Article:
Mastitis in alpacas, not to be missed!

Mastitis in alpacas, not to be missed!

Although not an overly common problem in alpacas, prompt attention is required should mastitis be suspected.

Detection will depend on the type of mastitis. Detection of subclinical mastitis requires the testing of all quarters. Chronic mastitis may only show up as periodic changes in the milk composition while acute mastitis is most often associated with the period around unpacking.

Mastitis is characterised by heat, swelling, hardness and pain on palpation of the affected gland and the secretion will vary in consistency, away from normal. Acute mastitis may first be picked up when the cria fails to thrive or the mother is observed not allowing the cria to suckle.

Careful observation of the nursing behaviour of the cria together with observation and palpation of the udder will allow early detection of problems.

Treatment will require the use of systemic antibiotics and/or anti-inflammatory. Use of standard cattle intramammary treatments is not practical; the streak canal openings are very small and each teat is associated with two non-communicating glands therefore both streak canals would need to be infused which is very difficult to achieve properly. It is therefore necessary to use injectable (systemic) antibiotics. It is important to remember however that no antibiotics are licenced for use in alpacas and choice of drug should be at the guidance of your vet.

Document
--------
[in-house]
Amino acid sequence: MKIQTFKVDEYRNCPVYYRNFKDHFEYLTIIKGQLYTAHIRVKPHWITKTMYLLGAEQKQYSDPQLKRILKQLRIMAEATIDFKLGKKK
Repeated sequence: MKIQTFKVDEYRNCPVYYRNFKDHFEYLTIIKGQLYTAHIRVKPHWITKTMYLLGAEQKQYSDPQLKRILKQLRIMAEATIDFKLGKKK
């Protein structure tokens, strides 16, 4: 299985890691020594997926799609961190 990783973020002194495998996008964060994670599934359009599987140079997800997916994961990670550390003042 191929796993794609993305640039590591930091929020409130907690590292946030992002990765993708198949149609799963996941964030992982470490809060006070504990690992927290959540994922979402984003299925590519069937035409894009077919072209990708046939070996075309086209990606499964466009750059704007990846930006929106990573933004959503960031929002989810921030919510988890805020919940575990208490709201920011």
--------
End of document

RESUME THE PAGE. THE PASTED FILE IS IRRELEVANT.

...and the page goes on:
Culture and sensitivity testing of the milk from affected glands is recommended. Samples should be taken and frozen prior to treatment commencing. Stripping of the gland should also be done on a daily basis in conjunction with treatment.

Providing it is seen and actioned early, mastitis responds well to antibiotic therapy with the outcome being a return to normal milk production levels and normal gland attributes within a few days of the start of treatment. So, take home message... if you observe mum refusing to let the cria suckle or the cria not trying to suckle, check out the udder!

And if you have any worries... call your vet

Peter Aitken BVSc MACVSc MRCVS

25th April 2014

Back to news